Maybe the answer is a moat. Or an electronic fence. Or maybe just make the current fence taller.
Acting Secret Service director Joseph Clancy on Wednesday faced a number of tough questions from the House Judiciary Committee about the fence jumper who made it deep into the White House.
But along with the tough questions, Clancy fielded a couple eyebrow raising suggestions on how to better protect the president’s home.
“Would a moat, water six feet around, be kind of attractive and effective?” Rep. Steve Cohen, D-Tenn., asked with trepidation.
“It may be,” Clancy said about the tactic commonly used to protect medieval castles.
Rep. Louie Gohmert, R-Texas, had a more shocking suggestion. “Would you be in favor of removing the fence around the White House and having, maybe, a virtual or electronic fence around it?” he asked.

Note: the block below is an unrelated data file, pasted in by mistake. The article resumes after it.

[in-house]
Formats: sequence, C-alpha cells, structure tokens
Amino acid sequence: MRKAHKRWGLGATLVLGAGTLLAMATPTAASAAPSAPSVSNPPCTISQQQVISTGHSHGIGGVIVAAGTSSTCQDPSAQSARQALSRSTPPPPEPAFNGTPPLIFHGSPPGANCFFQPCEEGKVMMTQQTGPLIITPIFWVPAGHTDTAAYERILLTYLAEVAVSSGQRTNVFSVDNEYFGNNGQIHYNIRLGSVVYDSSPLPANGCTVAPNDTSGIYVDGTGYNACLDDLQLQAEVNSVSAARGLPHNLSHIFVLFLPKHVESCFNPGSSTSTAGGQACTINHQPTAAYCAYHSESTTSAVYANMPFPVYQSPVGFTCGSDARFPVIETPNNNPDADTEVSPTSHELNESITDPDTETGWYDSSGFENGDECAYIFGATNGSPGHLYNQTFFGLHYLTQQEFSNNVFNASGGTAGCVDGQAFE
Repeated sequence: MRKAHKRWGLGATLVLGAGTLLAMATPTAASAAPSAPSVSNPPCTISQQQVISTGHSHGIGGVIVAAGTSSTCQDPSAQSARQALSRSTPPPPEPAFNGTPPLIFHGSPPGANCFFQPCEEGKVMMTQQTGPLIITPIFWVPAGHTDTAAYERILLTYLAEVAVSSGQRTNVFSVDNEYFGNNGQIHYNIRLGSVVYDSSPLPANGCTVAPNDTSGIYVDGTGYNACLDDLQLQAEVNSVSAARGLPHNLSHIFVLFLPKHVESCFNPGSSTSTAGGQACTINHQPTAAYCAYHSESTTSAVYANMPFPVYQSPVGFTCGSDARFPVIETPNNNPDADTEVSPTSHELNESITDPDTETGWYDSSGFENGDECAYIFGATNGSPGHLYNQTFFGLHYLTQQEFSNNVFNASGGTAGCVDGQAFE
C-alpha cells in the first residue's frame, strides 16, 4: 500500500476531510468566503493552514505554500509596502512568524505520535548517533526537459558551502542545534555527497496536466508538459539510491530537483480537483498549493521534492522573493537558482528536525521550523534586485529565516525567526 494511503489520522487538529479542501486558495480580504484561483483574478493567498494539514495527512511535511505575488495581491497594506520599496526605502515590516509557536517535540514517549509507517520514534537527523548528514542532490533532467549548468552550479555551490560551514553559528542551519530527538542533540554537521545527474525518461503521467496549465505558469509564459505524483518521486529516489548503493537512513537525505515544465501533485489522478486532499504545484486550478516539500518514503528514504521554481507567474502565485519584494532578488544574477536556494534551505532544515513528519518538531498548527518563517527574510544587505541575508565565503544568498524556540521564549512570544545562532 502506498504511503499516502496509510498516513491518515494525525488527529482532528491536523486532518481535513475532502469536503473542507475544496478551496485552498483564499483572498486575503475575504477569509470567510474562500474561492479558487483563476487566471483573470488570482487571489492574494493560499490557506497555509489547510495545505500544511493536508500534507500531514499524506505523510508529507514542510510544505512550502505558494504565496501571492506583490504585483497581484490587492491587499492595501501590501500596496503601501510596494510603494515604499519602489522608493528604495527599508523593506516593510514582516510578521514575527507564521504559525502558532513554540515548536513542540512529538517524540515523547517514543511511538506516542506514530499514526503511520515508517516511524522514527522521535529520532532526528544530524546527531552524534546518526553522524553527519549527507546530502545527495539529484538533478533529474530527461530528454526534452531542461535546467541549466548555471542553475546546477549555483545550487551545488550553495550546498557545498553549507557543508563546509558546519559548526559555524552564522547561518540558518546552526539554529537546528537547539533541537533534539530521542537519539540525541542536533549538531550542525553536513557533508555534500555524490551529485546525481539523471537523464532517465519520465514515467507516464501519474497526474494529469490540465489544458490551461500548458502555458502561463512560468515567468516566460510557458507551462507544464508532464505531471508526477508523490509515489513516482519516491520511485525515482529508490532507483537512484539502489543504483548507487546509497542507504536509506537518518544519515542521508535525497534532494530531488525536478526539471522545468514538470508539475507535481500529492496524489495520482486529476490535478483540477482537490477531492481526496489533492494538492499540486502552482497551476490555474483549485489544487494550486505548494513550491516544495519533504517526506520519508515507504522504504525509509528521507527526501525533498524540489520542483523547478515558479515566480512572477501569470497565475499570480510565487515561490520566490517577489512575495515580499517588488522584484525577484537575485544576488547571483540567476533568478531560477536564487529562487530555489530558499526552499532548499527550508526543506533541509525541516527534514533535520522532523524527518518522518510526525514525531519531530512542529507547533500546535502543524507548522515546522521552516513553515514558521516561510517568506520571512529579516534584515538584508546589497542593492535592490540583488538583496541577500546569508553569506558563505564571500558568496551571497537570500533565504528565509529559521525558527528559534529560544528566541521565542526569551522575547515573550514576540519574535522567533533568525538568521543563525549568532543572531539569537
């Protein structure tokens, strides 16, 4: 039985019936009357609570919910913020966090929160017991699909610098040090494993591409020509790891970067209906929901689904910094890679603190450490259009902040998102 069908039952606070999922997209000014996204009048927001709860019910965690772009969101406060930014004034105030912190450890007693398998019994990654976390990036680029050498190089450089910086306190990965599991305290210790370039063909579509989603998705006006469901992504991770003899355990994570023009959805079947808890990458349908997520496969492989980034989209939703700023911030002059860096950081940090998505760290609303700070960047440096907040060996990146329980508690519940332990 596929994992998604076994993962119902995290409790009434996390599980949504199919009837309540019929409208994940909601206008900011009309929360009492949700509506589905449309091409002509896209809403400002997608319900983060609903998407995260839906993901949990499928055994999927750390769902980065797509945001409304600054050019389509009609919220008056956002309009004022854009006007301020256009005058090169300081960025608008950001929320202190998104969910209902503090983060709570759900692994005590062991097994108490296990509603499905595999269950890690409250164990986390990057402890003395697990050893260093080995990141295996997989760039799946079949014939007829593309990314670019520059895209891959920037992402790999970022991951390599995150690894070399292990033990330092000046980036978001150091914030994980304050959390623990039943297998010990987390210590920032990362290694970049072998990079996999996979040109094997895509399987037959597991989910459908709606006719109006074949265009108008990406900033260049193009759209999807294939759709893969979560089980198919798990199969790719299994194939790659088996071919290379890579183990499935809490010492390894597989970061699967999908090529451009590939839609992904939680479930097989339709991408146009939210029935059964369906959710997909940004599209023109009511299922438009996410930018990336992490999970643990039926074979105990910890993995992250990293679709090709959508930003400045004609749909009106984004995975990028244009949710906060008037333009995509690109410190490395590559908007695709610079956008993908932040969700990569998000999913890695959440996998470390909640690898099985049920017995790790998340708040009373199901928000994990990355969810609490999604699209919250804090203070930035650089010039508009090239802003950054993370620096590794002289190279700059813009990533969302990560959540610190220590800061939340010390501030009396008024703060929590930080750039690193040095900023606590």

Clancy was less open to the electric fence than the moat.
“My knee-jerk reaction to that would be no, sir,” he told Gohmert. “Partly because of the number of tourists that come up Pennsylvania Avenue and come up to that area.”
What is likely to happen, though, is that the 7 foot 6-inch fence currently circling the White House gets heightened, Clancy said. Renderings of the new fence are expected in the next few months.
Until then, the Secret Service is relying on a low-tech solution.
“We have a bike rack there now, which we know is not going to prevent someone from jumping the fence, but it’s going to allow us to have a little more time to react,” Clancy said.